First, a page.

In the past two decades, Asia has experienced a fast-pacedurbanization fueled by significant economic growth. With booming economy in Asiancountries like China and India, urbanizing and transforming at a fast rate, onecan easily see how there is a clear correlation between urbanization andeconomic growth in Asian regions.1As the world transformed, cities were formed and industrialization continued;”the twenty-first century to be declared ‘the century of the city'”2.

Today, urbanized cities hold homes to 54 percent of the global population3,and that figure is expected to rise. Adensely populated city of Mumbai has become India’s largest city, one of Asia’smega urban regions that functions as a financial center and also as the heartof Bollywood film industry. However, underneath this glorious and rapidurbanization, one should question, what does all of this mean for the actuallives of people living in the city of Mumbai? And this is where Katherine Boo’snovel Behind the Beautiful Foreverscomes in handy.

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Thereis no denying that urbanization is a critical step for socio-economictransformation, national wealth and prosperity, and also overall development.However, with every positive change and trend, there are bound to be issues andproblems surrounding it. According to UN’s World Cities Report 2016,”persistent urban issues over the last 20 years include urban growth, changesin family patterns, growing number of urban residents living in slums andinformal settlements, and the challenge of providing urban services”4.In my essay, I will be analyzing few of these issues in comparison to KatherineBoo’s novel as it will be a great way to highlight the different aspects andlives of people living in Mumbai at this urbanization era of India. Thestory of Behind the Beautiful Foreverstakes place in a slum-side of Mumbai called Annawadi and chronicles the livesof several characters from different family backgrounds in the slum from 2007to 2011. With rapid industrialization near the international airport, manypeople from the rural area have migrated into the city of Mumbai and formedmany slums surrounding the airport.

People in Annawadi is trying to elevatetheir lives and eventually move out of the slum. With this rapid urban growthbased on capitalism, I noticed some very different family dynamics forming inthe stories of Annawadi slum. India is traditionally deeply rooted as apatriarchal society where women are known to have limited roles in both familyand society.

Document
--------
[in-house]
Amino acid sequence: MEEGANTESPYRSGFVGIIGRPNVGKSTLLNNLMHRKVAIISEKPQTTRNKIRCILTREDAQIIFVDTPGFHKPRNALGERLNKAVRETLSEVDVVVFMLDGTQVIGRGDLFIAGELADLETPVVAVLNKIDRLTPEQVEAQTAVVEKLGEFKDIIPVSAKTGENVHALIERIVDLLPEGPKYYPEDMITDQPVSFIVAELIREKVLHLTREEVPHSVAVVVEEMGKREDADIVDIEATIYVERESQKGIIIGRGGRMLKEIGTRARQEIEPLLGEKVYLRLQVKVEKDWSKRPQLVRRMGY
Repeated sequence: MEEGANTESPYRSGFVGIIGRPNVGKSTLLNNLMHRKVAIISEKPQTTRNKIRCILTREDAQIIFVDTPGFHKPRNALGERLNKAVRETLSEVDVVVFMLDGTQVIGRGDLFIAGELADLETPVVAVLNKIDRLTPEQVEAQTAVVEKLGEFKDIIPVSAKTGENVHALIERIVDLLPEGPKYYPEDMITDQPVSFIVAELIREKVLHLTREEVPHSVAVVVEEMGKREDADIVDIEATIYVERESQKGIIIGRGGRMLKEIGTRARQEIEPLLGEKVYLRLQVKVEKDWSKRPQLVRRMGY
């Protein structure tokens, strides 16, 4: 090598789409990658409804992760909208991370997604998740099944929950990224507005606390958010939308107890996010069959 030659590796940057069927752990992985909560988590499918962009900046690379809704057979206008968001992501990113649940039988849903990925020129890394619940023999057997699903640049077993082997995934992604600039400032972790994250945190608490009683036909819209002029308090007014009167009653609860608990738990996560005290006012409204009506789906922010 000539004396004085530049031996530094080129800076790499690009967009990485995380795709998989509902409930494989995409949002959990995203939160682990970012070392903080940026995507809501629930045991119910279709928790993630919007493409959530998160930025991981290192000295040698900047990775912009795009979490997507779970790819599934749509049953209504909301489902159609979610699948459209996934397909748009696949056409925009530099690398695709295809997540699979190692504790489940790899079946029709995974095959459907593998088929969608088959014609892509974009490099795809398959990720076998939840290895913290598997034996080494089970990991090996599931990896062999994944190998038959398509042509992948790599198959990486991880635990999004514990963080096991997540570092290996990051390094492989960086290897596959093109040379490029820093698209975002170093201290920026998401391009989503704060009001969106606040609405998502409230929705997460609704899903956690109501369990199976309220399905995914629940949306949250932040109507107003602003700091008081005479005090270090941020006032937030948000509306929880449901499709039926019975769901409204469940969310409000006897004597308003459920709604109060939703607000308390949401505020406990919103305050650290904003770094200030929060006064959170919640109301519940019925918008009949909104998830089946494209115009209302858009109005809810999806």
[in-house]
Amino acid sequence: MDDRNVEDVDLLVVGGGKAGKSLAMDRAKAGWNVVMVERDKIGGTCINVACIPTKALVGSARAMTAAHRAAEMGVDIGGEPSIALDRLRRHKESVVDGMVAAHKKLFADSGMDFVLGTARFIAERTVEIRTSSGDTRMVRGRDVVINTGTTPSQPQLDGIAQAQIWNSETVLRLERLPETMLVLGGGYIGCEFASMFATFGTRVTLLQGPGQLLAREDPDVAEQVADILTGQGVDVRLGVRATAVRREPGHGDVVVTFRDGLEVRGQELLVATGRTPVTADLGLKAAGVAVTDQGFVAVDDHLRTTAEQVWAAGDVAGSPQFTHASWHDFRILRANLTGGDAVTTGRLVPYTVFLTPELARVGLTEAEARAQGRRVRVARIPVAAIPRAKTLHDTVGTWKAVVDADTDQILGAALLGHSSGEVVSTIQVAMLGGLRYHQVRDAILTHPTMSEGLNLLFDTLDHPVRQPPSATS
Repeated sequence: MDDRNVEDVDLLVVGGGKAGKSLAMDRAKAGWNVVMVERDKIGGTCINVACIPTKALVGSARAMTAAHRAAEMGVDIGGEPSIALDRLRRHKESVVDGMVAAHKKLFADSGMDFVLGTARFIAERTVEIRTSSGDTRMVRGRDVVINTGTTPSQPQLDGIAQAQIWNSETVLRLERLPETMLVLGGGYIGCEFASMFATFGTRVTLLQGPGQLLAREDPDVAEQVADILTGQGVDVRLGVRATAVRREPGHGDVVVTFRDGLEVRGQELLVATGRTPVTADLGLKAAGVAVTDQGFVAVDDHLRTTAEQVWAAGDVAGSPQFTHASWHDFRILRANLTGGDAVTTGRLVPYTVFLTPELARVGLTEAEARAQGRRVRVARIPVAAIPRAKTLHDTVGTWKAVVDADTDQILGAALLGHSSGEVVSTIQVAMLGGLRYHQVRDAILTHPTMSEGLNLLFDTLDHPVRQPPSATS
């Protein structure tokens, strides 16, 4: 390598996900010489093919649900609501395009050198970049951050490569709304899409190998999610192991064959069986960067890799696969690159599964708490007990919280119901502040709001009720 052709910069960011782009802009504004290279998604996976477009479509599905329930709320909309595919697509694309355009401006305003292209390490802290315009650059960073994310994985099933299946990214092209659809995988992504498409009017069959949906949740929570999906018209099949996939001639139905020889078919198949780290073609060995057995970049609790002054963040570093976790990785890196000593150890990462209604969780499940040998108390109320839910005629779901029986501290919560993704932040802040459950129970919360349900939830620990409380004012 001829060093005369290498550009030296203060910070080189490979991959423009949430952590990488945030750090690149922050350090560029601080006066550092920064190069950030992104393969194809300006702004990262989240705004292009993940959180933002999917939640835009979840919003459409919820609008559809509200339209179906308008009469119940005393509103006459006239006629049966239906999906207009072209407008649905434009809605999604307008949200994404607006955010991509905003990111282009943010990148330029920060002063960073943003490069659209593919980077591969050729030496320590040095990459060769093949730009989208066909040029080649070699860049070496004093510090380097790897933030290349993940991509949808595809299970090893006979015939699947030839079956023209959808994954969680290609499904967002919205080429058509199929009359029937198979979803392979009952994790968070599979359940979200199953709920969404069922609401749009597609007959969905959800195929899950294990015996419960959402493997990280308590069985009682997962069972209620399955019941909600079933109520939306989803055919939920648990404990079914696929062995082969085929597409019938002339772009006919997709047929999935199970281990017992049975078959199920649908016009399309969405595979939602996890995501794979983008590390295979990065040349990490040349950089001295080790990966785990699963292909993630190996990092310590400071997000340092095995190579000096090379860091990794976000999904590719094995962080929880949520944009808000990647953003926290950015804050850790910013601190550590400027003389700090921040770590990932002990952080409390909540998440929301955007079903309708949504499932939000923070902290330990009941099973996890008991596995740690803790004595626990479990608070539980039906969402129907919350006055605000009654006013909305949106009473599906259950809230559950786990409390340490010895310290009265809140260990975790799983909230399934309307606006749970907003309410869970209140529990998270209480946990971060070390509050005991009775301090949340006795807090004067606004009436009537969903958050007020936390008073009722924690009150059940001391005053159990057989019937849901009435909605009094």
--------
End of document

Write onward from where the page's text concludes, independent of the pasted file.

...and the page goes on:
However, in the lives of Annawadi slum, there are significantchanges in the roles of women in its rapid growing capitalistic city. Inchapter two, a female character Asha Waghekar is introduced. She is a 39-yearold woman who aspires to become the new slumlord of Annawadi, which shesucceeds by working with and by bribing the local politicians and policeoffices to keep the slum under her control. “In this reformation, thirty-nine-yearold Asha Waghekar perceived an opportunity… she wanted to be the woman-to-see.”5For Asha, her hopes for prosperity comes through corruption. From a Westernperspective, corruption usually has a negative connotation attached to itsmeaning as it is perceived to be a dishonest act of those in power andsomething that needs to be eliminated from society. However, what is interestingto see is that, for the people of the slums in Mumbai, corruption works asanother opportunity for success in their efforts to elevate their lives. Ashauses the art of corruption such as being a fake kindergarten teacher and byestablishing a non-existing non-profit organization to launder money throughthese businesses.